Leonard Walker Peeler, 59, who retired as an administrative assistant with the Office of Management and Budget six years ago, died of cancer Nov. 25 at George Washington University Hospital. He lived in Arlington.

He served in the Army for two years, then began his civilian federal career in 1957 as an Army management analyst at the Redstone, Ala., arsenal. He came to Washington that year to work as a Treasury Department management intern and served until 1961 as a personnel, management and industrial relations specialist at the Bureau of Engraving and Printing.

He then held personnel, administrative and managerial positions at the Internal Revenue Service and was a senior staff assistant to the IRS assistant commissioners for administration and economic stabilization. He joined OMB in 1975 as a senior analyst for federal personnel policy.

Mr. Peeler was a native of Huntsville, Ala., and a graduate of Vanderbilt University. He did graduate work in administrative studies at the Sorbonne in Paris and at George Washington University.

He was a member of Foundry Methodist Church in Washington.

Mr. Peeler is survived by his mother, Marjorie Peeler, and his brother, Milton Booth Peeler, both of Huntsville.


Army Colonel

John W. Bullard, 61, who since retiring from active Army duty as a colonel in 1979 had been associate dean for graduate and continuing education at the Uniformed Services University of Health Sciences in Bethesda, died Nov. 23 at Pittsburgh Presbyterian Hospital of complications after a liver transplant.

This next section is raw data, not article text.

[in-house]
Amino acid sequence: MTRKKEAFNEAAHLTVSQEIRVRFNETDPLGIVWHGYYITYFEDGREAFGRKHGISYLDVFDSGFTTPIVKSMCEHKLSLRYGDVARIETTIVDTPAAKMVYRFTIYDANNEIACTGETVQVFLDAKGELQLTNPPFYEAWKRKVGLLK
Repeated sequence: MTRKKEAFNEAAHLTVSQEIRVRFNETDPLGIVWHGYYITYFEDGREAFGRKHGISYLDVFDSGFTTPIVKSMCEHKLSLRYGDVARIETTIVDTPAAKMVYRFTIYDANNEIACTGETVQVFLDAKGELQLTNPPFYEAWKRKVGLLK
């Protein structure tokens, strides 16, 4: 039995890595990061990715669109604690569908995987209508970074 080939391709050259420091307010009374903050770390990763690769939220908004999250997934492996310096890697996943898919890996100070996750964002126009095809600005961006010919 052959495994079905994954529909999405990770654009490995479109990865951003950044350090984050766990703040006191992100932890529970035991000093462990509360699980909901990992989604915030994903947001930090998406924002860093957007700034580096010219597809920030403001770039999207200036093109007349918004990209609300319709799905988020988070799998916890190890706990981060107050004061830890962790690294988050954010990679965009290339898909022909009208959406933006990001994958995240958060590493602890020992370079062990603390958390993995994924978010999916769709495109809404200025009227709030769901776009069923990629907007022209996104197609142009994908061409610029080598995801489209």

A resident of Annandale, he was in Pittsburgh for medical treatment.

Col. Bullard was born in Waco, Tex. He joined the Army in 1946. While serving in the military he graduated from the University of Omaha, received a master's degree in history from Trinity University in San Antonio and a doctorate in public health administration and health care from American University.

His military career included two tours of duty in Germany and one in Vietnam during the war there, and service in San Antonio, Fort Leavenworth, Kan., Fort Benning, Ga., and the Washington area. He had been a permanent resident of the Washington area since 1966.

Col. Bullard's work at the Uniformed Services University included oversight of the establishment of a military training network for resuscitative medicine and a graduate education program in biomedical sciences.

Survivors include his wife, Helene Bullard of Annandale; two children, Debbie Walsh of Virginia Beach and Jay Bullard of Yuma, Ariz.; and two grandchildren.



Gladys Margaret Baechle Blakley, 82, a former secretary and editorial assistant, died of cardiovascular failure Nov. 24 at Georgetown University Hospital.

Mrs. Blakley, who lived in Washington, was born in Chicago. She attended Northwestern University. Before moving to the Washington area in 1950, she worked for newspapers in Chicago.

In the 1960s and 1970s, she worked as a secretary for the Army Corps of Engineers and as an editorial assistant at several publications.

Her husband, George Robert Blakley, died in 1975. Survivors include a son, George Robert Blakley Jr. of Bryan, Tex.; three grandchildren; and two great-grandchildren.


Marketing Manager

Maureen Carol Kyle, 45, a former marketing manager for the National Association of Realtors, died of cancer Nov. 25 at Georgetown University Hospital.

She worked for the National Association of Realtors in 1985 and 1986.

Ms. Kyle, who lived in Bethesda, was born in Fargo, N.D. She graduated from the University of Nebraska and moved to the Washington area in 1982.

Survivors include her husband, Donald R. McNeil of Bethesda; her mother, Dorothy Richen of Vancouver, Wash.; a sister, Moira Cordova of Aloha, Ore.; and a brother, Kyle Meintzer of Hillsborough, Calif